Similar to the above scenario, renal sonogram is frequently obtained as a part of chronic kidney disease (CKD) evaluation to exclude any structural abnormalities. Nephrologist-performed POCUS saves a trip to radiology department for the patient unless a formal scan is deemed necessary. Similarly, ultrasound surveillance of the newly placed arteriovenous access in patients with advanced CKD in nephrology office may evade the need for routine visits to vascular surgeon. Also, as CKD patients are prone to developing hypervolemia, objectively assessing extravascular lung water by POCUS helps to titrate the diuretic dose more effectively instead of relying solely on the symptoms or patient-reported weight. In my personal experience, discussing POCUS findings with the patients enhances conversations in any clinical setting [Figure 4] and strengthens physician-patient relationship. This is particularly important for nephrologists, as they take care of the patients with long-term follow up needs.

Figure 4. Discussing POCUS findings in diffrent clinical settings strengthens the physician-patient relationship.

Patients with shortness of breath

It is not uncommon to encounter a patient who is short of breath in nephrology practice, whether in the dialysis unit or inpatient ward. While the most likely etiology is hypervolemia, we need to be aware of other potential causes. For example, a patient with glomerulonephritis on immunosuppressive therapy may present with pneumonia, a nephrotic syndrome patient may develop acute pulmonary embolism and some patients are predisposed to developing pleural or pericardial effusions. POCUS is a great tool to distinguish between pulmonary and cardiac causes and narrow the differential diagnosis in this scenario. Performing a quick multi-system POCUS [Figure 5] to look for lung A- and B-lines, effusions, inferior vena cava collapsibility, cardiac pump function and excluding deep venous thrombosis can provide valuable information and guide management. Furthermore, POCUS helps to monitor response to treatment (e.g. diuretics or dialysis) in patients with hypervolemia, avoiding the need for multiple chest X-rays [Figure 6].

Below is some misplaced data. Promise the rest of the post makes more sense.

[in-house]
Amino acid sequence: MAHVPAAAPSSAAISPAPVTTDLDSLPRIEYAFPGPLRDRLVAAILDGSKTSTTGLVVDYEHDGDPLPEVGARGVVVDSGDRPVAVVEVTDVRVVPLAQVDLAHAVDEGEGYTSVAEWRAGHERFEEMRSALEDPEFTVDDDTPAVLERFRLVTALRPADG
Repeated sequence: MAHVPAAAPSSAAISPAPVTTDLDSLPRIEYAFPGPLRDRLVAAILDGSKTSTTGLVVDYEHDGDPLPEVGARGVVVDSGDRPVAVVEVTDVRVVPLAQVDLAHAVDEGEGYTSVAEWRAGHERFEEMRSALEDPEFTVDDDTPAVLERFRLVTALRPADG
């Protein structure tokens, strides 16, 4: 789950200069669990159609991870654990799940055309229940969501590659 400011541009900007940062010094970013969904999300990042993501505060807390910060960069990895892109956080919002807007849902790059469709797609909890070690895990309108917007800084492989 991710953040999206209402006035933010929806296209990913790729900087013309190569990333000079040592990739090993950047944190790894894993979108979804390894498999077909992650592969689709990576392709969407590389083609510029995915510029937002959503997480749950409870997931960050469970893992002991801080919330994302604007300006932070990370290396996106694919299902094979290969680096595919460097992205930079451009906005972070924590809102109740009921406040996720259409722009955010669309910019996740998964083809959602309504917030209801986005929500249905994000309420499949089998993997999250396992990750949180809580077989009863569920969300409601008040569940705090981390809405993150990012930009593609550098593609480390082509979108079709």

Figure 5. A quick, multi-system tool POCUS too can be useful in a variety of settings.

Figure 6. POCUS can help to monitor response to treatment and help to avoid the need for multiple chest X-rays. 

Dialysis patients

End-stage renal disease (ESRD) patients on dialysis are at higher risk of cardiovascular mortality and chronic hypervolemia is a major contributor [4]. In this patient population, physical examination is not reliable and lung POCUS is an invaluable tool to assess volume status and guide the amount of ultrafiltration. Interestingly, a study of 79 ESRD patients on hemodialysis has shown that lung crackles, either alone or combined with peripheral edema, very poorly reflect interstitial lung edema (combined sensitivity ~13%) detected by POCUS [5] [Figure 7]. ‘Asymptomatic’ pulmonary congestion detected by POCUS should not be taken lightly as it has been shown to predict cardiac events and mortality in ESRD patients [6].